The grandmothers in power in China’s “Kingdom of Women”
(People’s Daily Online) March 18, 2019
PERSONAL NOTE: Yes there is such a land, where the women rule the day and night and the house and everything…men are not very important. Women can choose who to spend the nights and when and how and where and what and why! Women are in control, and men are marginal, ahahahaha! It is still there in modern China…a tourists’ favorite place to visit! Peace, steve, usa, june 4, 2019 email@example.com blog – https://getting2knowyou-china.com
Near Lugu Lake, a beautiful lake located at the junction of southwest China’s Sichuan Province and Yunnan Province, live the Mosuo people, a minority ethnic group of China, who are also the only existing matrilineal society in China, Chinanews.com reported on March 13.
A Mosuo family is made up of brothers and sisters of the same maternal line and the children of the female members of the family, while the eldest or the most capable grandmother is usually the head of the family.
These families live at the lakeside of Lugu Lake in Lijiang City, Yunnan Province. Their hometown has long been referred to as the “Kingdom of Women.”
Most of the Mosuo people usually live in a traditional quadrangle, consisting of a scripture hall, the house of the grandmother, the “flower house” of the young women, and a “grass house” for the livestock.
“For Mosuo people, the house of the grandmother is the core of a family. The entrance of the house of the grandmother is usually shorter than that of a regular house, while the threshold of the grandmother’s house is higher than that of a common house,” said Li Zhizhi, a Mosuo man.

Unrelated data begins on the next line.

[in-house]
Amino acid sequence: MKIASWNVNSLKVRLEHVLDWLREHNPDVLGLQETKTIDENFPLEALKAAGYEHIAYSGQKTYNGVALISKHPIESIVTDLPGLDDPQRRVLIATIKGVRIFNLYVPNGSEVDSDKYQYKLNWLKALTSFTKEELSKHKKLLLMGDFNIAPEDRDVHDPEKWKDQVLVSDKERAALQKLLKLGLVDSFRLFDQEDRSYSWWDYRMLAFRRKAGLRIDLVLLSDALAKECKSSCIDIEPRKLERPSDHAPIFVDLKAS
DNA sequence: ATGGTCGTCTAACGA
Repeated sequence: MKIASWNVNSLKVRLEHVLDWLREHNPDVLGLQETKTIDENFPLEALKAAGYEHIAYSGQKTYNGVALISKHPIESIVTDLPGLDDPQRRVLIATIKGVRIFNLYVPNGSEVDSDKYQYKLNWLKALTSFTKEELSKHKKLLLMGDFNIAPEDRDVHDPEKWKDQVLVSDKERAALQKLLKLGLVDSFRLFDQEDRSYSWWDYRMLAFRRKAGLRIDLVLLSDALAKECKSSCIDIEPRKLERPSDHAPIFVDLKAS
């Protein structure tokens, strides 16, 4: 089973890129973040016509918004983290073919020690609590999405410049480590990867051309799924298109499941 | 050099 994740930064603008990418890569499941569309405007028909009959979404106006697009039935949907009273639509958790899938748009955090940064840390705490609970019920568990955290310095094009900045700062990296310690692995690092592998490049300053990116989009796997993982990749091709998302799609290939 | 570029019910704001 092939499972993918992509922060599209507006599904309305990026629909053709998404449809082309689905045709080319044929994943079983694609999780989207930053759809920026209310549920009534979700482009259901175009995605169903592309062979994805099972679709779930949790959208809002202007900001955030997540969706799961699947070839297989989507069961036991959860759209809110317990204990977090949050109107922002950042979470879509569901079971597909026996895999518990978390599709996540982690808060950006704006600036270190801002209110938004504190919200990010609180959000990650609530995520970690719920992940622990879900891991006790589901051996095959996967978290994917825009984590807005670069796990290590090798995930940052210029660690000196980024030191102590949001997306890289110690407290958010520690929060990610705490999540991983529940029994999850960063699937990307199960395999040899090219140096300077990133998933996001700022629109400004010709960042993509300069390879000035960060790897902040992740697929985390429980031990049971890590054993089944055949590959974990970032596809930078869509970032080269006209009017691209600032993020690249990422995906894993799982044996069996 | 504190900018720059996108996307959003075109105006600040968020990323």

Li explained that the house of the grandmother is designed in this way so that people have to bow their heads to get into the house, which is a way of showing respect for the older generation.
Li Youzhua, Li Zhizhi’s mother, is the grandmother in power in her family. Every day, she makes an offering of incense and then assigns the whole family work for the day.
“Grandma is usually in charge of finances and other family affairs, while my maternal uncle handles the work relating to etiquette,” said Li Kumu, the granddaughter of Li Youzhua, disclosing that her grandma “usually has the final say, and never makes a promise that she cannot keep.”
In contrast, Yang Kujia, 60, another grandmother in power, is a little overwhelmed by her responsibility, as she is no longer in the best of health.
Yang’s family always help her with various tasks. “Brothers and sisters in my family help each other and care for each other. We’ve never had a single spat over all these years,” said Yang Erche, Yang Kujia’s elder brother.
Bao’er Geke, 73, has been the center of her family since she was 20. She experienced hard times in the past when her family was short of food and clothing. “We didn’t have good living conditions and convenient transportation in the old days, but now our life is getting much happier,” she said.
There are a total of 11 people in Bao’er Geke’s family, but only she and her daughter stay at home, as all the other members of her family are working or studying outside of her hometown.
“Our life is moving forward. My children now buy things on the Internet and send them to me. My grandson is working in Beijing. He might marry a girl from another city, and I will support his decision,” Bao’er Geke said, noting that though modern life is changing some of the traditional habits and customs of Mosuo families, she is ready to embrace these changes.